Colorado is the epicenter of scouting activity this afternoon as Cole Hamels starts against the Rockies. The Angels, Dodgers, and Rangers are scouting the Phillie left-hander, according to Ken Rosenthal of Fox Sports (Twitter links). The Tigers are on hand taking a look at Marco Scutaro, tweets Tracy Ringolsby of Root Sports. Here's the rest of the news from the AL and NL West with the most recent up top:
- The Dodgers remain high on the Cubs' Ryan Dempster and Matt Garza and also have expressed interest in the Michael Cuddyer of the Rockies and Josh Willingham of the Twins, writes Danny Knobler of CBSSports.com.
- The Angels keep telling teams Peter Bourjos is not available, tweets Knobler.
- The A's don't appear to be a fit with the Diamondbacks for Justin Upton, unless it's part of a multi-team deal, writes Susan Slusser of the San Francisco Chronicle.
- In the same piece, Slusser writes, if the A's do make a trade, Bartolo Colon will be the first player dealt because he can net a decent prospect or two and the team has in-house replacement options.
- The A's will be buyers and sellers because they can move veteran starting pitching to fill other needs, tweets ESPN's Buster Olney.
- If the Diamondbacks do become sellers, Jon Morosi of Fox Sports tweets there will be interest in utilityman Willie Bloomquist because he can play short. The question is whether GM Kevin Towers will make him available.
- Earlier today, we learned the Dodgers may no longer be the favorite to land the Cubs' Ryan Dempster. There could a renewed sense of urgency as Chad Billingsley was scratched from his scheduled start today because of elbow pain. Billingsley will have a MRI, tweets MLB.com's Ken Gurnick, who adds manager Don Mattingly is unhappy the right-hander didn't disclose the injury earlier.
Bloomquist has been one of my favorite utility guys for years. Plays every position, everyone gripes about him, signs cheaply.. yet is ALWAYS in demand at the deadline…
i wish Boston would for once get this guy, rather than the typical Cora, Punto type rubbish they go out and waste money on…
they are defensive specialists brought in to save runs, not produce them. bloomquist is a butcher who doesn’t save or produce; he just fills in all over the place
this observation has no predictive value, but both punto and bloomquist have about 900 games under their belts. splitting the difference between fWAR and rWAR, the tally is 12 wins to 1
” he just fills in all over the place”
That is a very important job and saves roster space.
I wouldn’t exactly call Bloomquist a butcher tho.. he is not a GG by any means, but there is a major use on any NL team for someone who plays fair defense in the IF and well below in the OF in emergency and can steal bases. Not to mention isn’t 1 dimensional at just defense and being way over paid like Punto is and Cora was.
he doesn’t play any positions that punto can’t – and you’re overstating the value of OF/IF versatility anyway. there is going to be an extra outfielder regardless of whether the utility infielder can stand out there as well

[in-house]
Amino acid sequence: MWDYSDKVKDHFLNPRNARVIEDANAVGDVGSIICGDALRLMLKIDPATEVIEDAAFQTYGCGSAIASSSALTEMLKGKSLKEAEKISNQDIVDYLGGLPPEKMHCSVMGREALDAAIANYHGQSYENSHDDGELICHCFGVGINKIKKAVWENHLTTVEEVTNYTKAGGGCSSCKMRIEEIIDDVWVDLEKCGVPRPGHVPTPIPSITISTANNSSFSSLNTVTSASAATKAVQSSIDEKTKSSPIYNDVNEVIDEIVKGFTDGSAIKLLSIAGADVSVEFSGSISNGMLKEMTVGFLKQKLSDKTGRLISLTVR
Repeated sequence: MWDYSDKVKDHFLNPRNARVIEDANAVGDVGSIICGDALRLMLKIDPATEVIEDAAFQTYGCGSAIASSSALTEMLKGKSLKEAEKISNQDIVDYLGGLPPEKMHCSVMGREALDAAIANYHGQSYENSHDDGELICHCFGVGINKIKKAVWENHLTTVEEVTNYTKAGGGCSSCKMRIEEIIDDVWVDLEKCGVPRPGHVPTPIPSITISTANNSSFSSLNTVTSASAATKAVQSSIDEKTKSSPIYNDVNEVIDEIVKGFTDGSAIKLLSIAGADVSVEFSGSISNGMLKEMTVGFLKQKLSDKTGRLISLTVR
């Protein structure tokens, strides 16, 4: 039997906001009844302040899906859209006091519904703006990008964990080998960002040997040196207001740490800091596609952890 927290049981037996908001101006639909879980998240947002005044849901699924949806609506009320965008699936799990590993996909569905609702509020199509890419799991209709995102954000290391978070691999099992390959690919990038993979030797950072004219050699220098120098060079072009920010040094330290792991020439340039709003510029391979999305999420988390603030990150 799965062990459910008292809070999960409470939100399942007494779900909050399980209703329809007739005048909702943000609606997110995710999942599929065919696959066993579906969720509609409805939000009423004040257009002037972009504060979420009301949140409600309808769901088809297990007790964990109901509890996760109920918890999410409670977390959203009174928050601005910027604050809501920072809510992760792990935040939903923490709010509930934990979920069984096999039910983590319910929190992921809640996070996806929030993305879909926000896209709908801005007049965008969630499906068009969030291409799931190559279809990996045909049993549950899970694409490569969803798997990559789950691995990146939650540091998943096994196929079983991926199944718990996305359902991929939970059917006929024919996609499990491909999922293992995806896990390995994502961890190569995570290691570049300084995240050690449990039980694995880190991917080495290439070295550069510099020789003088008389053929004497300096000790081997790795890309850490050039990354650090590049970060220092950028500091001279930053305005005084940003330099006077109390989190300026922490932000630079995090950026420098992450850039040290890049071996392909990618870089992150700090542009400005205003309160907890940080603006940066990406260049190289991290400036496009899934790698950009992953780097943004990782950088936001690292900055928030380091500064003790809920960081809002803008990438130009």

given that neither one can hit, it’s much better to have a utility infielder who can actually save runs and work the count a bit when he does have to bat
Having a guy who can play INF/OF does have value in flexibility. You can short the bench and add an arm to the bullpen more easily. Not discounting the value of a good defensive infielder. But Bloomquist’s play has more or less paved the way for a painless (from the fan’s point-of-view) parting with Drew.
And Bloomquists .293 average isn’t awful. Not overselling a guy with an OPS+ of 89. But, you could do worse with a versatile bench guy.
Nick Punto 75 career OPS+
Alex Cora 72 career OPS+
Willie Bloomquist 77 career OPS+
All three are rubbish, it’s just that Bloomquist is the neighbor’s trash that somehow looks better to you from across the fence.
Bloomquist can play 7 positions and runs very well. Cora SS/2b (no arm for 3b, but could field it) and Punto 3b/ss/2b.
Bloomquist is a superior version of what Alfredo Amezaga was for the Fish a few seasons ago before he suffered those micro fractures in his leg and has never recovered. The versatility of being able to play every position and P/R when needed. Bill Hall for instance can “stand” at every position, but is useless at them and strikes out one third of his AB’s. There is a difference in a usefull player who can play everywhere and one who cannot.
Yes, I will grant you that Willie Bloomquist is able to be well below average at many positions.
BTW, Amezaga is a career 69 OPS+. He is the worst of the four.
LOL. he could wave a towel and be a team cheerleader better than the rest 🙂
On the marlins? his value went far above what he did on the field and fans of the Fish will tell you that from 06-08, then he suffered that terrible injury.
Exactly. Bloomquist’s glove has been worth -29 runs over his career, while Punto has saved 70 runs and Cora saved 26.
Man, that’s crazy. When I went to look up those numbers, I knew Punto was good but didn’t realize he’d been that good. He’s been 99 runs better than Bloomquist with his glove alone.
I’ve always wondered: why do teams send scouts to the games? Why not watch it on TV?